Biochemical factors and pathological phenomena concerning myelin have been studied before. However, the mechanism leading to myelination and demyelination is still unclear. In particular, the mechanical properties of the myelin structure can be difficult to measure.

Thanks to the progress of nanomechanical instrumentation, dynamic contact apparatus combined with continuous stiffness measurement provides depth-sensing nanoindentation, which is capable of studying the multilayered and complex myelin structure.

Nanomechanical profile

Three major types of the developed myelinated structures were prepared by co-culturing PC12 with Schwann cells in vitro. As shown in the figure, stiffness profiles on the multilayered nanostructures were characterized in situ. This information, acquired instantaneously via an infinitesimal and continuous loading-unloading process, reveals the multilayered properties as profiled by contact stiffness and shows the myelin structures at various stages of development.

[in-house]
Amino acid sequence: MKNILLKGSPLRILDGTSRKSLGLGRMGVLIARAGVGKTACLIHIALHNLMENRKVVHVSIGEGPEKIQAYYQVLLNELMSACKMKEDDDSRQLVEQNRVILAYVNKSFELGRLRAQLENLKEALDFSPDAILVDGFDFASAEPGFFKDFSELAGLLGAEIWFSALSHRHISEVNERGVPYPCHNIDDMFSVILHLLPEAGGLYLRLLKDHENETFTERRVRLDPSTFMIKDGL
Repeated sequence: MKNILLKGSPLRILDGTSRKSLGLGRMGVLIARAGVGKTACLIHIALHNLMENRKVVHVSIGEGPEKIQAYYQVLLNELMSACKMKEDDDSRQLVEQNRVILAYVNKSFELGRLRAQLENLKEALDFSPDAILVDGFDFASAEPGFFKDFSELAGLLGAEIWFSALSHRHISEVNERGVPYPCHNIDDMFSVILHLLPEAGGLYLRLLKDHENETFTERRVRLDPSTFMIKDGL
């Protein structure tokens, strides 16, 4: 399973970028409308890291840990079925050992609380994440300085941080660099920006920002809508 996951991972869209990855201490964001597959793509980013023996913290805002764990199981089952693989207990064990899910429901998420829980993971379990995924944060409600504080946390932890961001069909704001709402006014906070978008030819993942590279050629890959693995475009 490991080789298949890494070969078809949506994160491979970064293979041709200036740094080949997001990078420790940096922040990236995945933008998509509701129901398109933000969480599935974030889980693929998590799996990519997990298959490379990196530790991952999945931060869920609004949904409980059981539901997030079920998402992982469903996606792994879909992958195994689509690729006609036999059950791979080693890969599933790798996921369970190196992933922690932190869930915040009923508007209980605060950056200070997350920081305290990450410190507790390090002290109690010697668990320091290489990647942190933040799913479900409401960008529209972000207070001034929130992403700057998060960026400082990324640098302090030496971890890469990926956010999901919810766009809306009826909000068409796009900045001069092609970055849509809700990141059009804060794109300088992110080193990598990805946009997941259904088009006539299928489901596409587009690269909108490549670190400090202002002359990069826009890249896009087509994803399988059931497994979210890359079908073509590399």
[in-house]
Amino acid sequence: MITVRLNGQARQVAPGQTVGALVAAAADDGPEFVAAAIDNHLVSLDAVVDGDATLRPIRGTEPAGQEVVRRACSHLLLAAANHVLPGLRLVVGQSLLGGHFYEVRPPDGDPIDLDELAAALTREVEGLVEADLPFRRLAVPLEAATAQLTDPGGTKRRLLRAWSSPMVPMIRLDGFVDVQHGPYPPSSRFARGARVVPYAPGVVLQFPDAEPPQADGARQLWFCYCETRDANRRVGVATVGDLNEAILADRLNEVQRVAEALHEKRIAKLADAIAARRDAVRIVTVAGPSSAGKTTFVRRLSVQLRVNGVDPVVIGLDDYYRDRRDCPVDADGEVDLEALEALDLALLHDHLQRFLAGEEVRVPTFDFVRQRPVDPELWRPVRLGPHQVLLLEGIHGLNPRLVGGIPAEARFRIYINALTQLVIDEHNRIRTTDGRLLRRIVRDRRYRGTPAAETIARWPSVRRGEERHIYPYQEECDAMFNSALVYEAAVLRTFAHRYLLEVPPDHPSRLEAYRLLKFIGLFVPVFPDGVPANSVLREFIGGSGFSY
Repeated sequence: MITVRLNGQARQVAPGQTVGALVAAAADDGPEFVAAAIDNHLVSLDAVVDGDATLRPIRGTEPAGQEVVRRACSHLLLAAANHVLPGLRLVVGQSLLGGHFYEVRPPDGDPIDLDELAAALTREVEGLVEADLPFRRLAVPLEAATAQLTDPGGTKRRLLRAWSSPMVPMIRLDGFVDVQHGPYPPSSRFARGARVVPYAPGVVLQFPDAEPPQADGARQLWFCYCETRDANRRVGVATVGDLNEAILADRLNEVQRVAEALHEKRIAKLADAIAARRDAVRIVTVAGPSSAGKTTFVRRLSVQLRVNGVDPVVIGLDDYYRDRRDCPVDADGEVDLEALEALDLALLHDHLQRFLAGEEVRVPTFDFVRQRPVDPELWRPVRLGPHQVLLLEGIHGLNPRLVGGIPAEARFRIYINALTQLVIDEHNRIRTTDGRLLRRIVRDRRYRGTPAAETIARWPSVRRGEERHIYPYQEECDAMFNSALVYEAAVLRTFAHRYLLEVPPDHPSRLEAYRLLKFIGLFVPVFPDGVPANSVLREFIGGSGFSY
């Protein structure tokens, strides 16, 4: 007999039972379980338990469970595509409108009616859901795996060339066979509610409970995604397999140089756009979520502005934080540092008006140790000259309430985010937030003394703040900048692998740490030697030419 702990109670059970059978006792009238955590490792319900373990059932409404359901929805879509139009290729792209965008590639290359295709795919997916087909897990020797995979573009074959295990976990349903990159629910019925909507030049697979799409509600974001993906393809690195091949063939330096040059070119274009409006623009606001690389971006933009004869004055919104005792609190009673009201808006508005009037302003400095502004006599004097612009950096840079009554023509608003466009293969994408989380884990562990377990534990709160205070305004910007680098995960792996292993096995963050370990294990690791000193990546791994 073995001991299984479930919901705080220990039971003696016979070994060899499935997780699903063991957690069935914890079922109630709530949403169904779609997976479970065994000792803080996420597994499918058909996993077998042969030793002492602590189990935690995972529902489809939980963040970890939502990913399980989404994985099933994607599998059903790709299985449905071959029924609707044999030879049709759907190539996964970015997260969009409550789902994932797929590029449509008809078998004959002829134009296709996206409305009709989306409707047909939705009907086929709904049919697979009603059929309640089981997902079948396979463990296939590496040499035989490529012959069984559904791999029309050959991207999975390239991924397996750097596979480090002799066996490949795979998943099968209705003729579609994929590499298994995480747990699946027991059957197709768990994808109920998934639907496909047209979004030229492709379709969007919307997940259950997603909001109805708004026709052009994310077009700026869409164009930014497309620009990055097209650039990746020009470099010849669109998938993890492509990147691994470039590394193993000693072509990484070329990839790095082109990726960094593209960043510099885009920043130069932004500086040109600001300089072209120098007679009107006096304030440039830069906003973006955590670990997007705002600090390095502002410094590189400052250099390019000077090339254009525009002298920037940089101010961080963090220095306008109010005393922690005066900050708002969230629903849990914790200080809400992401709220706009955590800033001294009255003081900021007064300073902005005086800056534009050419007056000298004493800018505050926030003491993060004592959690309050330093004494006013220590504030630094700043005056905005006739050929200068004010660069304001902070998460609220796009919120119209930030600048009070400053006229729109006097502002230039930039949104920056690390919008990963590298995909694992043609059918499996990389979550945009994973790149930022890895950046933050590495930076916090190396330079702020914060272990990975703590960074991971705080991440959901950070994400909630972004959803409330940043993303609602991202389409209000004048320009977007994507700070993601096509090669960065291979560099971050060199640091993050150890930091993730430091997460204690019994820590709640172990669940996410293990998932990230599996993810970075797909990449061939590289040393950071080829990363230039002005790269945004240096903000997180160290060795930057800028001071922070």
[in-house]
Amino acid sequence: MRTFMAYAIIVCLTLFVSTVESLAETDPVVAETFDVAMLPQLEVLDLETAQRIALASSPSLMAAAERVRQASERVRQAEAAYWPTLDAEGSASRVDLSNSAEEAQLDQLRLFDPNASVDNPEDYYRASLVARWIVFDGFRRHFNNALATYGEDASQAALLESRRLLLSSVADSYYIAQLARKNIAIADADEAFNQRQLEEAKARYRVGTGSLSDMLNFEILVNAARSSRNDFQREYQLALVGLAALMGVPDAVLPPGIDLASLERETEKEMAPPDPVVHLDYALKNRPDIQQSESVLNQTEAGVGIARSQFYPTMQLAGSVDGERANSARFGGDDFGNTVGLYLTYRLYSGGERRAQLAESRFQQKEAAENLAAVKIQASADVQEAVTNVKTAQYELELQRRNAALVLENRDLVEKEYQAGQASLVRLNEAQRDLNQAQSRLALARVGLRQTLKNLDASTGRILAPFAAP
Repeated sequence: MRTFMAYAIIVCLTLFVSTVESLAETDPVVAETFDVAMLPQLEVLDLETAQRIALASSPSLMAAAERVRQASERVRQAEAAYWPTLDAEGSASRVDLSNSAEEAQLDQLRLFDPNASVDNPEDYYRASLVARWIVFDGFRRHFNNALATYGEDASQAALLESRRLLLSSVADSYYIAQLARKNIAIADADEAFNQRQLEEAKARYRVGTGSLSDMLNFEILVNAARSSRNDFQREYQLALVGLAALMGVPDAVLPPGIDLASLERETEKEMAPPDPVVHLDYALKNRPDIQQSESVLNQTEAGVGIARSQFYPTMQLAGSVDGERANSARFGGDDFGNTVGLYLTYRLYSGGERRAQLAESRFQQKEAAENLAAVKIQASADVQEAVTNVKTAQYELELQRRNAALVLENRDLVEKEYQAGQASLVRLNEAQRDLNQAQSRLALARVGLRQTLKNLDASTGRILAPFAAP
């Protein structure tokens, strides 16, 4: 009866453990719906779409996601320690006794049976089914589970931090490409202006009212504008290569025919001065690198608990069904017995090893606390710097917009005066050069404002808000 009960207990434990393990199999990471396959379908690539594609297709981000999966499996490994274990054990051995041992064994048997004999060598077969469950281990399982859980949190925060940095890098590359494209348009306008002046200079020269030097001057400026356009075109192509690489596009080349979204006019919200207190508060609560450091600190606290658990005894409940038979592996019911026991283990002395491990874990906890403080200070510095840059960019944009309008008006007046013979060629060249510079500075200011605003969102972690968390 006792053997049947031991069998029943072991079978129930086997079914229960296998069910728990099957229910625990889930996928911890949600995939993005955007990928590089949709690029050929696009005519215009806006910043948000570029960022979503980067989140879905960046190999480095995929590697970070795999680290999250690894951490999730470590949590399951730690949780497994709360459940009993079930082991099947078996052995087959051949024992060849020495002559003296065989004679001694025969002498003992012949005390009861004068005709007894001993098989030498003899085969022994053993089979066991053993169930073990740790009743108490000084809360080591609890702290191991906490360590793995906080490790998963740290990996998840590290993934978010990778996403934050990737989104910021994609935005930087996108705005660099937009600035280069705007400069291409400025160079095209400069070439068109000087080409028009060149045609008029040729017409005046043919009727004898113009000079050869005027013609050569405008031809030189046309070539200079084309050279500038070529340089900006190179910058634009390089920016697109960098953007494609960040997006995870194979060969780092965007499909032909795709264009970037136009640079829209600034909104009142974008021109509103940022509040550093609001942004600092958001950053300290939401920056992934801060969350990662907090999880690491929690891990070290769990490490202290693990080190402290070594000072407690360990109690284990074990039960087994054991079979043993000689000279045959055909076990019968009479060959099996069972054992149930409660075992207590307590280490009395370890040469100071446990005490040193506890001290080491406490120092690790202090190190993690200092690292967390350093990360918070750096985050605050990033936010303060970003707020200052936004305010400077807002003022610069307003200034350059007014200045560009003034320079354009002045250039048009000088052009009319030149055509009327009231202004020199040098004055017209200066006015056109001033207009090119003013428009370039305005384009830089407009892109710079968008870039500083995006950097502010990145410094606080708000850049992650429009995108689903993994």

By investigating the inner structure of developed myelin, the researchers hope to associate the data with the quality of nerve regeneration and to discriminate its development process. Furthermore, the technique is promising for pathological studies to demonstrate the structural changes caused by nerve-related diseases.

The team published its work in the journal Nanotechnology.